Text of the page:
Thursday, February 14

How To Write Short Stories

How To Write Short Stories

I've been reading How To Write Short Stories for Magazines--and Get Published! by Sophie King. She gives wonderful tips on how to develop characters so I thought I'd share my notes.


Thumbnail sketch of a character


Goal: give each character a unique voice, something that will make that character stand out in a reader's mind.

In a couple of paragraphs we need to communicate how a character
- thinks
- talks
- behaves
- interacts with other characters


First Layer: Behavioral Quirk


In real life you know people you'd describe as a "character", people who you might not like but who you can't stop thinking about.

Make a list of these people and one quirk that stands out in your mind. For instance:

- A woman who looks in the mirror every time she passes one.
- A person who has a strange voice, either too high and squeaky or too deep.
- A person who is always dropping names.
- Someone who is always telling stories, jokes.


Second Layer: Dialogue: Trademark phrase


Have one or more of your characters overuse a figure of speech. For instance, a character who says "know what I mean?" after each sentence.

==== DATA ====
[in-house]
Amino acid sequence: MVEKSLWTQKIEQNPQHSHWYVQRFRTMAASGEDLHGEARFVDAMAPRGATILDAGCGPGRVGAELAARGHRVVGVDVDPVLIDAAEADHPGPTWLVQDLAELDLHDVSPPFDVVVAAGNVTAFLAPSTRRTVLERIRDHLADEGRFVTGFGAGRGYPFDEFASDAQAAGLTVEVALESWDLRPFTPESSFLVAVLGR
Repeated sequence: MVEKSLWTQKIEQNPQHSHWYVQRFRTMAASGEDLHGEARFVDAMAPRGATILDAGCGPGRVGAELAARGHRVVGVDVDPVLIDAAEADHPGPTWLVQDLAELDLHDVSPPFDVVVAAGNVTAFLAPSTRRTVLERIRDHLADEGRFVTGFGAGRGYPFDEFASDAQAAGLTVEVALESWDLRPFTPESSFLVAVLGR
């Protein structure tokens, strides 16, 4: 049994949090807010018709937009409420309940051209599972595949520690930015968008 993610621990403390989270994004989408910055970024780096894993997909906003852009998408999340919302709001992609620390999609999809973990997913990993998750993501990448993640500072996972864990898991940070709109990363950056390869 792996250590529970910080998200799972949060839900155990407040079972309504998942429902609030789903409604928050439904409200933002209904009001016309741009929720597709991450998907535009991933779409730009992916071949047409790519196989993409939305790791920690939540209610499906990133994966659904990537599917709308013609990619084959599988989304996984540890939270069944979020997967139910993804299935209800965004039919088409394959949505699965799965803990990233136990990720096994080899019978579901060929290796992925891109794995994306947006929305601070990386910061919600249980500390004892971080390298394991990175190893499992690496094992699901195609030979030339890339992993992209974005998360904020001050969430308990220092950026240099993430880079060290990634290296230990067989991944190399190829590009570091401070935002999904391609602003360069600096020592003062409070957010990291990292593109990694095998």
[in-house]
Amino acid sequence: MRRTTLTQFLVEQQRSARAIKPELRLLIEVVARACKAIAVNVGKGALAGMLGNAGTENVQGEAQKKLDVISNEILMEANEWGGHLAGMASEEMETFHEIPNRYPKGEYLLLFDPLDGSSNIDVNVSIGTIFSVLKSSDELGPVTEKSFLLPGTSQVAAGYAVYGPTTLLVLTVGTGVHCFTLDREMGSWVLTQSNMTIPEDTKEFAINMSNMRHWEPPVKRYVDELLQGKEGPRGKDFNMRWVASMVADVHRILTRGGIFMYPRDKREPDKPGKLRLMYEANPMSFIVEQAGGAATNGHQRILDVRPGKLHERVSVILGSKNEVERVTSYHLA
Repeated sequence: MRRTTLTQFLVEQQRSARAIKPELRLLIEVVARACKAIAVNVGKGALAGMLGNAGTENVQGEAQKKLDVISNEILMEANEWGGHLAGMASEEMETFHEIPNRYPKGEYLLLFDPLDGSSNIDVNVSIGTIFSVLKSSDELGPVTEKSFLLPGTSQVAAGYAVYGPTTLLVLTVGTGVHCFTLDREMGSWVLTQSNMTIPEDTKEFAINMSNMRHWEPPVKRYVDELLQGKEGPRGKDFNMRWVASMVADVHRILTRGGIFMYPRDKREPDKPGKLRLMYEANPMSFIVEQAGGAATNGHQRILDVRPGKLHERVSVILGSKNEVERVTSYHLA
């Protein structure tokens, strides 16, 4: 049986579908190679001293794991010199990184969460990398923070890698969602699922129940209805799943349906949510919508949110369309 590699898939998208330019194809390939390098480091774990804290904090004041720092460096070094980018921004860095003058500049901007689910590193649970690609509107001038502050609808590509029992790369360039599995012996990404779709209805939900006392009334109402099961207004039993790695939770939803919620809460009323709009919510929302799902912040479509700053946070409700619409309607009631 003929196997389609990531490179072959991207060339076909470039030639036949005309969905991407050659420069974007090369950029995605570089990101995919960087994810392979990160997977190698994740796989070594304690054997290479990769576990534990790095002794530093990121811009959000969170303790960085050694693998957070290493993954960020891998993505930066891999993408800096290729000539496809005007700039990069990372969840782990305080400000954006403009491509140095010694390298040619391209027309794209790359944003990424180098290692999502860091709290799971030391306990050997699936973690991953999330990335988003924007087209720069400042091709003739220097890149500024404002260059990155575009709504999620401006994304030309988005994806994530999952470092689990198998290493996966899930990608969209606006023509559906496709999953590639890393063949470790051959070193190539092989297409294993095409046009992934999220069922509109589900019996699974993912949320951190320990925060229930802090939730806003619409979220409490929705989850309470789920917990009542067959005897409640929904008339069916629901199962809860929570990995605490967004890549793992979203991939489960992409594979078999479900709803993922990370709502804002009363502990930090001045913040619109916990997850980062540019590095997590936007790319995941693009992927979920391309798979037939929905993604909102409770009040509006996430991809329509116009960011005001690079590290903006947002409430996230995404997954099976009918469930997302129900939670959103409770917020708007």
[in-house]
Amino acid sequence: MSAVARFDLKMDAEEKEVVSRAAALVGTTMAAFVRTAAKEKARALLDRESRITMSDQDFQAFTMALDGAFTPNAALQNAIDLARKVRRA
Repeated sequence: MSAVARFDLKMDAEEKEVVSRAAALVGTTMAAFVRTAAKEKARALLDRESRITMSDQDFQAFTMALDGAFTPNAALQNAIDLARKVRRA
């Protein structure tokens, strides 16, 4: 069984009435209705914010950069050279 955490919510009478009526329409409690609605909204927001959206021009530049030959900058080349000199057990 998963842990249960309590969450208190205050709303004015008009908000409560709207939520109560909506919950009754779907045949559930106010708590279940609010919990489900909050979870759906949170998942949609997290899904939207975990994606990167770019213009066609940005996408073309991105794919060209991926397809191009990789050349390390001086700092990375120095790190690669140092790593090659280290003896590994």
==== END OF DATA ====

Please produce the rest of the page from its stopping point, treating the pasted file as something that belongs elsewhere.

Third Layer: Characteristic Mood


For instance, one character might be a worrywart, another might be kind to a fault, and so on. (This is also known as a Trait. See: Tags, Traits and Tells.)

For a list of mood words, click here: Mood Words.


Fourth Layer: Helping Characters


For instance, your main character might take her dog everywhere she goes. It could be small and yappy or huge and friendly (or vice versa). This also creates opportunities for conflict with a character who hates animals.

The helping character doesn't have to be a pet, it could be a child or a needy neighbor, or a moody teen, the possibilities are endless


Number Of Characters


Sophie King advises that in a story of 2,000 words or under to try and keep the number of characters to three or four.

Make sure every character is essential to develop the story


Here's an exercise to help determine if a character is essential to the story:
- List all the characters in the story.
- Beside each character list their role in the story.
- If you took this character out of the story what would you lose? If the answer is 'not much' then cut them or combine them with another character.


Pacing


Something significant should happen every three or four paragraphs.

- A change of scene
- A character makes a discovery
- Character talks with someone new

Other articles you might like:

- Fate Core And The Creation Of Magical Worlds
- Roleplaying Games, Writing, And The Creation Of Magical Systems
- Analyzing Story Structure

Photo credit: "رقص گلبرگ" by seyed mostafa zamani under Creative Commons Attribution 2.0.

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